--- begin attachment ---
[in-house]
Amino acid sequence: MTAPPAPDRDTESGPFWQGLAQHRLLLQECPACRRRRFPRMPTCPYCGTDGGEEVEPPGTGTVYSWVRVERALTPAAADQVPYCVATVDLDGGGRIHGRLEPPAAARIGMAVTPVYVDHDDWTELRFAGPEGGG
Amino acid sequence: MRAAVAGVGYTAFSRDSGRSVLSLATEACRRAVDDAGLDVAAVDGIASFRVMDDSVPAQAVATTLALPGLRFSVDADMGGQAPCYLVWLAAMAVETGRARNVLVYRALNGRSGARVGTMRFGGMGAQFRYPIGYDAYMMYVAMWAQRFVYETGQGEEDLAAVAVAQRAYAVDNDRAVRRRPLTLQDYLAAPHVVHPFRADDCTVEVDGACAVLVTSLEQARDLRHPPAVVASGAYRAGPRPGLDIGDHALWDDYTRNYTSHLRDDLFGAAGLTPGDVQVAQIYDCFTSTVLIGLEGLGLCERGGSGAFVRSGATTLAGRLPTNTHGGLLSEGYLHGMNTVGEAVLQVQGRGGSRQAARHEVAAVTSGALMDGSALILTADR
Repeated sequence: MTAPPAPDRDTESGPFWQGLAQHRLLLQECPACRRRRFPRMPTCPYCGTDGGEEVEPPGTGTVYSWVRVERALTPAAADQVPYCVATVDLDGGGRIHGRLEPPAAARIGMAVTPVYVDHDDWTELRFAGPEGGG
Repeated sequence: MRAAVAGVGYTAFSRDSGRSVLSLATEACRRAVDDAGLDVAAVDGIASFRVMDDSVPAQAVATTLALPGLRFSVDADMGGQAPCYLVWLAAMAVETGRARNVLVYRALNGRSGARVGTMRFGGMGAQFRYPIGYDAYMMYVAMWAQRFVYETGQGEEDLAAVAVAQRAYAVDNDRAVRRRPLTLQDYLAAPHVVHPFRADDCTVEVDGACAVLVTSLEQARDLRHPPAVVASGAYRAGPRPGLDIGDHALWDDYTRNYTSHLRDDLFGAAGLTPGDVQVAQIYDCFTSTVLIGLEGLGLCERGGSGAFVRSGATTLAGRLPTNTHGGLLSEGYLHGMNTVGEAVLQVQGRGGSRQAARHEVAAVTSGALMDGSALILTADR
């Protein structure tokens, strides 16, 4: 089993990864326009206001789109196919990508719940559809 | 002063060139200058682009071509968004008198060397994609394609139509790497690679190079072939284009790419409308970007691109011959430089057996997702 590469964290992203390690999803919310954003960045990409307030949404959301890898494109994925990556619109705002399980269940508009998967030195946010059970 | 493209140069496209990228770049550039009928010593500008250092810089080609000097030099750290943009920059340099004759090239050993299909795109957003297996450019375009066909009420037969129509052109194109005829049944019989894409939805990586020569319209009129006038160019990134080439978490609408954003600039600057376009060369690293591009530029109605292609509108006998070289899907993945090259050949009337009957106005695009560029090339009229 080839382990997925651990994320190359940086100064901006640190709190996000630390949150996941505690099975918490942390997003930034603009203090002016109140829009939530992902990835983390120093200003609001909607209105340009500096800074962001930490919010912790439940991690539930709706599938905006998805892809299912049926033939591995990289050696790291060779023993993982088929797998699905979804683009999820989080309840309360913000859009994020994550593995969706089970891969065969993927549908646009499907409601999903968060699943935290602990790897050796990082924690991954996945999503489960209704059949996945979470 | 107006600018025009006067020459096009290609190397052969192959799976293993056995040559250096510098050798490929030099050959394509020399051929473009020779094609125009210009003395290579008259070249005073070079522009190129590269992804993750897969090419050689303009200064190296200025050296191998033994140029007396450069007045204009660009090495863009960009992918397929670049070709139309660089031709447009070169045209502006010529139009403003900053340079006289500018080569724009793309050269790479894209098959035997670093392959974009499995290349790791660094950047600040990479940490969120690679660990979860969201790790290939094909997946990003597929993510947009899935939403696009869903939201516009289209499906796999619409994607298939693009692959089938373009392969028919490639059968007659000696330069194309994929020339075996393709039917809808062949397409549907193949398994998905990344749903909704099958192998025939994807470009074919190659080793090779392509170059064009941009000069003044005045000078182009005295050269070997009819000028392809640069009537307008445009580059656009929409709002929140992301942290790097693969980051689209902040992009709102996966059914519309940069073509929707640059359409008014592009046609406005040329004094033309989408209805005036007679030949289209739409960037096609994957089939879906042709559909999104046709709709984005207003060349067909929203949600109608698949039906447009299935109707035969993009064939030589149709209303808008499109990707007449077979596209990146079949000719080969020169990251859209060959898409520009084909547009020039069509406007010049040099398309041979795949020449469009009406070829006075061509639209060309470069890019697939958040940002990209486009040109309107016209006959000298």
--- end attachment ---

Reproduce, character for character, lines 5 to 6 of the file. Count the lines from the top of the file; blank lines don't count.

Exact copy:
Repeated sequence: MRAAVAGVGYTAFSRDSGRSVLSLATEACRRAVDDAGLDVAAVDGIASFRVMDDSVPAQAVATTLALPGLRFSVDADMGGQAPCYLVWLAAMAVETGRARNVLVYRALNGRSGARVGTMRFGGMGAQFRYPIGYDAYMMYVAMWAQRFVYETGQGEEDLAAVAVAQRAYAVDNDRAVRRRPLTLQDYLAAPHVVHPFRADDCTVEVDGACAVLVTSLEQARDLRHPPAVVASGAYRAGPRPGLDIGDHALWDDYTRNYTSHLRDDLFGAAGLTPGDVQVAQIYDCFTSTVLIGLEGLGLCERGGSGAFVRSGATTLAGRLPTNTHGGLLSEGYLHGMNTVGEAVLQVQGRGGSRQAARHEVAAVTSGALMDGSALILTADR
């Protein structure tokens, strides 16, 4: 089993990864326009206001789109196919990508719940559809 | 002063060139200058682009071509968004008198060397994609394609139509790497690679190079072939284009790419409308970007691109011959430089057996997702 590469964290992203390690999803919310954003960045990409307030949404959301890898494109994925990556619109705002399980269940508009998967030195946010059970 | 493209140069496209990228770049550039009928010593500008250092810089080609000097030099750290943009920059340099004759090239050993299909795109957003297996450019375009066909009420037969129509052109194109005829049944019989894409939805990586020569319209009129006038160019990134080439978490609408954003600039600057376009060369690293591009530029109605292609509108006998070289899907993945090259050949009337009957106005695009560029090339009229 080839382990997925651990994320190359940086100064901006640190709190996000630390949150996941505690099975918490942390997003930034603009203090002016109140829009939530992902990835983390120093200003609001909607209105340009500096800074962001930490919010912790439940991690539930709706599938905006998805892809299912049926033939591995990289050696790291060779023993993982088929797998699905979804683009999820989080309840309360913000859009994020994550593995969706089970891969065969993927549908646009499907409601999903968060699943935290602990790897050796990082924690991954996945999503489960209704059949996945979470 | 107006600018025009006067020459096009290609190397052969192959799976293993056995040559250096510098050798490929030099050959394509020399051929473009020779094609125009210009003395290579008259070249005073070079522009190129590269992804993750897969090419050689303009200064190296200025050296191998033994140029007396450069007045204009660009090495863009960009992918397929670049070709139309660089031709447009070169045209502006010529139009403003900053340079006289500018080569724009793309050269790479894209098959035997670093392959974009499995290349790791660094950047600040990479940490969120690679660990979860969201790790290939094909997946990003597929993510947009899935939403696009869903939201516009289209499906796999619409994607298939693009692959089938373009392969028919490639059968007659000696330069194309994929020339075996393709039917809808062949397409549907193949398994998905990344749903909704099958192998025939994807470009074919190659080793090779392509170059064009941009000069003044005045000078182009005295050269070997009819000028392809640069009537307008445009580059656009929409709002929140992301942290790097693969980051689209902040992009709102996966059914519309940069073509929707640059359409008014592009046609406005040329004094033309989408209805005036007679030949289209739409960037096609994957089939879906042709559909999104046709709709984005207003060349067909929203949600109608698949039906447009299935109707035969993009064939030589149709209303808008499109990707007449077979596209990146079949000719080969020169990251859209060959898409520009084909547009020039069509406007010049040099398309041979795949020449469009009406070829006075061509639209060309470069890019697939958040940002990209486009040109309107016209006959000298």